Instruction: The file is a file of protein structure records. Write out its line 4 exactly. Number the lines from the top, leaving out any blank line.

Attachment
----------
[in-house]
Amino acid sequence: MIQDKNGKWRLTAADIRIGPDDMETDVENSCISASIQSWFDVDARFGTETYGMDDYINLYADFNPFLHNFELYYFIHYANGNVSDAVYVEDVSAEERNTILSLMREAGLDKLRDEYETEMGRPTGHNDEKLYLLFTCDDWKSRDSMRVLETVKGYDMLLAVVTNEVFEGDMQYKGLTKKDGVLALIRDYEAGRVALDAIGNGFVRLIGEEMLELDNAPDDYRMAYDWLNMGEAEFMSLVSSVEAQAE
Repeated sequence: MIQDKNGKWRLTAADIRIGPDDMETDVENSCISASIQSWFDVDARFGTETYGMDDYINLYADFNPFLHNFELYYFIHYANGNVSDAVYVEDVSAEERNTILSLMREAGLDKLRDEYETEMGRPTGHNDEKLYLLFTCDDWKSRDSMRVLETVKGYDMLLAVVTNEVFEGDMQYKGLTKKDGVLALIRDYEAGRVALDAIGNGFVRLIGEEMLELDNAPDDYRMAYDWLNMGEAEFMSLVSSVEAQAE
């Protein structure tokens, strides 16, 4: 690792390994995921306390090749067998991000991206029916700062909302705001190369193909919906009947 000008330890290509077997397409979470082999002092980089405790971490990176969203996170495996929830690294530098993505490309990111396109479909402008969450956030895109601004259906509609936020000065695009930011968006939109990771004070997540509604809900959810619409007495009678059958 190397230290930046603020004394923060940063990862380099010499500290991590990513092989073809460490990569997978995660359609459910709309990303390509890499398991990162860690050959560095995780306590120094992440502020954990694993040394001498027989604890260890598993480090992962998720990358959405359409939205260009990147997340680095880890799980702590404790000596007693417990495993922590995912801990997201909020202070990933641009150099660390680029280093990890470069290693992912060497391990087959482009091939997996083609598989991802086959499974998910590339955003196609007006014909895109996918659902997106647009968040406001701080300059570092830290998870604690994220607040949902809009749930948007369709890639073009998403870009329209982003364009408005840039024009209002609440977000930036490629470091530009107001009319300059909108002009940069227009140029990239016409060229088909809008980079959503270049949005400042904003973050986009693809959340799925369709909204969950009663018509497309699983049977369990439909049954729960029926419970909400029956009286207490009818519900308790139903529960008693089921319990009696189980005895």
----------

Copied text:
């Protein structure tokens, strides 16, 4: 690792390994995921306390090749067998991000991206029916700062909302705001190369193909919906009947 000008330890290509077997397409979470082999002092980089405790971490990176969203996170495996929830690294530098993505490309990111396109479909402008969450956030895109601004259906509609936020000065695009930011968006939109990771004070997540509604809900959810619409007495009678059958 190397230290930046603020004394923060940063990862380099010499500290991590990513092989073809460490990569997978995660359609459910709309990303390509890499398991990162860690050959560095995780306590120094992440502020954990694993040394001498027989604890260890598993480090992962998720990358959405359409939205260009990147997340680095880890799980702590404790000596007693417990495993922590995912801990997201909020202070990933641009150099660390680029280093990890470069290693992912060497391990087959482009091939997996083609598989991802086959499974998910590339955003196609007006014909895109996918659902997106647009968040406001701080300059570092830290998870604690994220607040949902809009749930948007369709890639073009998403870009329209982003364009408005840039024009209002609440977000930036490629470091530009107001009319300059909108002009940069227009140029990239016409060229088909809008980079959503270049949005400042904003973050986009693809959340799925369709909204969950009663018509497309699983049977369990439909049954729960029926419970909400029956009286207490009818519900308790139903529960008693089921319990009696189980005895």